That evening I decided to walk around and see the town, and since the NFC championship game was happening at the same time I was fortunate enough to find that game playing on a television in a restaurant right next to my hotel. I decided to sit down and have a meal while watching the Minnesota Vikings and the Philadelphia Eagles compete. Although I am not a Minnesota Vikings fan I was still somewhat hopeful to see them victorious, but it was not meant to be.
Being the Gringo that I am I couldn’t read most of what was on the menu but I didn’t understand the word carne, so I ordered that and was not disappointed. I was served a plate with a beautiful steak rice and beans fried plantains and a small salad of lettuce tomato cucumber and onion. After the meal I stayed to watch the rest of the game and enjoyed of course a nice RoMa Craft cigar. Since the day was filled with travel I found myself tired so turned in early to face the next day with as much energy as possible.
That next morning after a quiet breakfast at the hotel I took in some more of the sites around the city of Granada and stretch my legs a bit. I then spent a few hours touring the Mombacho Factory. I will cover all of my factory visits in a separate article, but suffice it to say Mombacho, was a great experience. As the Mombacho tour was winding down I just so happened to see none other than Jim Robinson, better known to cigar lovers as Island Jim, stroll in by the fountain in the courtyard.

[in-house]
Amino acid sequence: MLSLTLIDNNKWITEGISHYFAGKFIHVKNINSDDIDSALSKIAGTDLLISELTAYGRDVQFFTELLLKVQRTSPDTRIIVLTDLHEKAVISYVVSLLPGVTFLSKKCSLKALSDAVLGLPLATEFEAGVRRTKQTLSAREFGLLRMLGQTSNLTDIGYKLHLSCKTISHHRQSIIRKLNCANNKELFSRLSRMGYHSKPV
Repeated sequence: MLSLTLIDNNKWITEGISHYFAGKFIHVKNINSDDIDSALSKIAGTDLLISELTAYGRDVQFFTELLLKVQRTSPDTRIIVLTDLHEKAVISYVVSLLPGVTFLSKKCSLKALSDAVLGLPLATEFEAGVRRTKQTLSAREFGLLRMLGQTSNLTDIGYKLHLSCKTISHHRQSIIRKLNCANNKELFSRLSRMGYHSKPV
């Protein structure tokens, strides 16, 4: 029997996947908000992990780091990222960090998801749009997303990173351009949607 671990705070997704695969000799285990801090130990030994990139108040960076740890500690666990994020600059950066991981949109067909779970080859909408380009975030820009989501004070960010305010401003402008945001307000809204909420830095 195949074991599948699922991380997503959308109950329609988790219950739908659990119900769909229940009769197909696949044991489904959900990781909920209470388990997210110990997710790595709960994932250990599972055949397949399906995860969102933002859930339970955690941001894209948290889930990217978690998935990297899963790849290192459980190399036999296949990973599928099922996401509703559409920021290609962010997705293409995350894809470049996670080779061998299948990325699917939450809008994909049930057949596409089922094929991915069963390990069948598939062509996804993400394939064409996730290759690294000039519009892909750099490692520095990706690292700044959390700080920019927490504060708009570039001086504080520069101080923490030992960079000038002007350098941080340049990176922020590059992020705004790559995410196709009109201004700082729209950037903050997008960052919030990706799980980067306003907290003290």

I called down to him from the upper level and was greeted by the famous yellow sunglasses and a friendly wave. In all honesty I was curious to see him because he is not directly in the Nicaraguan cigar business. Turns out he was just in town to say hello to some friends and visit for a while. As we relaxed on the steps of the Mombacho factory for a few minutes, Jim asks if I have any plans the rest of the day. When I say that I really had no plans he says “You’re going on a boat tour with me”. Now there was no way I was turning down an invitation like that.
We take a car to a marina nearby and board a boat to tour the Islets of Granada. Jim invited quite a few people on the tour, many of whom he had met only hours before. That’s one of the great things about cigars, they make fast friends. Nick Syris was also one of the guests on the tour. Nick is the owner of LH Premium Cigars, and soon to launch a partnership in a new cigar line with Jim. As the boat launches out to Lake Nicaragua, I find myself mesmerized by the Islets. I come to learn that they were formed when the Mombacho volcano erupted thousands of years ago. Many of the islets are developed with houses, even hotels and schools can be found among this rocky neighborhood.
Along the way through the islets, we stop at one of the locations that is known for monkees who will come right up to your boat, so long as you have treats to share. We were fortunate enough to be greeted by some furry friends and get some nice pictures along the way.